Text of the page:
Glutenfrei Berlinale 2012 – Part 2 – Friedrichstrasse

As in Part 1, this is a list of places you can go to around the Friedrichstadt-Palast, although it should not be treated as a list of ‘places to eat gluten free’, but more as a guide of what is available.  I have not eaten in most of the restaurants and cannot guarantee that they have gluten free food.

The Safest Option – Make it Yourself

Probably the best option all round here, as the choice is a fair bit better than at Potsdamer Platz.  There is a Vitalia inside the Friedrich Strasse S-Bahn train station on the ground floor tunnel entrance, on your right if walking down from the palast.

They have one of the best selections of gluten free items in the city, at the back on the right is an entire wall full of goodness.

Plus, if you have access to a kitchen and want to cook, they have a good gluten free frozen selection.

Next to the entrance on the right is a mini BioBackHaus, a bakery chain here, and they have recently started offering freshly baked gluten free bread.  I haven’t had a chance to try it yet, but they informed me it should be available from Thursday through to Monday, depending on stock.

Vitalia Website
Vitalia Googlemaps – ignore the misplaced googlemaps location for Vitalia.

There is also a DM just outside the station, a few doors down from the Block House.

Their selection is pretty much identical to the one at Potsdamer Platz.

There are two mini markets available nearby for sandwich fillings, the better of the two being a little further down Friedrichstrasse, more or less opposite the palast, called Bio Company.

Bio Company Website
Bio Company Googlemaps

The other, Edeka City Markt, being a little further inside the Friedrichstrasse S-Bahn station past the Vitalia.


There are a few places between the S-Bahn station and the Friedrichstadt Palast, but most are just restaurants for hotels and tend to be on the expensive/terrible side from what I’ve seen.  Personally, I’d avoid eating on this street and instead get the underground U6 line south 2 or 3 stops to Stadtmitte and visit Cha Cha, it shouldn’t take more than 5 minutes to get there.  But, if you want to stay, here are a couple of options.

Best Option – Block House

A fairly standard chain steak restaurant, but they do have a fairly detailed allergy sheet on their website.  It’s only available in German and on the German version of the site here, basically page 3 lists all the gluten free items and page 4 all the lactose free items.  The staff should have a working knowledge of those of use gluten afflicted and therefore should be able to help.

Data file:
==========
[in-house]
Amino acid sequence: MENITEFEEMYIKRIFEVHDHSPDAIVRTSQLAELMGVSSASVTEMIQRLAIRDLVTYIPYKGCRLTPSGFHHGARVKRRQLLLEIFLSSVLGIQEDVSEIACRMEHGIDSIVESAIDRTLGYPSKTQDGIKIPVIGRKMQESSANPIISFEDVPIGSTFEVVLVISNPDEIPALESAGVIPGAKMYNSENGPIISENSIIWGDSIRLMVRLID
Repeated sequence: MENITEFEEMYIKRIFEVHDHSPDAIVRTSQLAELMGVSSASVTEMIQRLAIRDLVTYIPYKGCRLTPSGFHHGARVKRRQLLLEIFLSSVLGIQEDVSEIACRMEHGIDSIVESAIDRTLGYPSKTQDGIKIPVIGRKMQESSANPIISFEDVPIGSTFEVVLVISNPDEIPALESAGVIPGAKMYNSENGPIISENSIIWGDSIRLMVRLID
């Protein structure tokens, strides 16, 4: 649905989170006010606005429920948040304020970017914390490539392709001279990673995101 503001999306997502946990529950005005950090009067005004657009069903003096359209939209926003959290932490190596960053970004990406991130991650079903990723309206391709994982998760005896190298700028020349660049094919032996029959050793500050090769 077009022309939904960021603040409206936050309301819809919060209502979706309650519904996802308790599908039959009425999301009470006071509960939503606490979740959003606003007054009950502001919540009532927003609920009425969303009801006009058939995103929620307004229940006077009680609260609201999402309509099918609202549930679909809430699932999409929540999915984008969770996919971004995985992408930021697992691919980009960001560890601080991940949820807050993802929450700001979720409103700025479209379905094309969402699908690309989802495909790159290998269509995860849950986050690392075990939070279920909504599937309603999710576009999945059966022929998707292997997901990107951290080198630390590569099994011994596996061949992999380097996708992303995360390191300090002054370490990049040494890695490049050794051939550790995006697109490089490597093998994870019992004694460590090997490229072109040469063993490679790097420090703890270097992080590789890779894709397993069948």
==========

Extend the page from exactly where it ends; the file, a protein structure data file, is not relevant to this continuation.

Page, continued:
Desperation Option – Bombay

If you’re used to good Indian food, don’t go here (or to most any Indian restaurant in Berlin, they’re all terrible compared to the UK).  But, as with all Indian restaurants, there is a pretty good selection of food if you avoid some of the starters and the breads.


Oranienburger Strasse

There are plenty of restaurants down this street as it is one of the main tourist destinations, most located on the left side of the road as you turn in from Friedrichstrasse.  Here are my two recommendations, but if you want to check out some other places I’d go for a walk down Oranienburger Strasse as far as Tucholskystrasse, turn left and then back round to the left via Auguststrasse.

Best Option – Gambrinus

The place looks pretty tacky from the outside, then combine this with the gambling machines when you walk in and you’d think this place is terrible.  To be honest, in all aspects apart from the food, it is, the service is stereotypical German ‘bad’.  When I’ve been there they haven’t had a clue about Gluten (although I may of just had a bad waitress), but assured me that the sausages only had meat in them.  So not the safest option and you will have to rely on your own wits to pick out what is gluten free on the menu (there is an English menu on their website).  But, it is my personal favourite for German food in the city and the food itself is pretty damn good (if you’re adventurous, try the eisbein)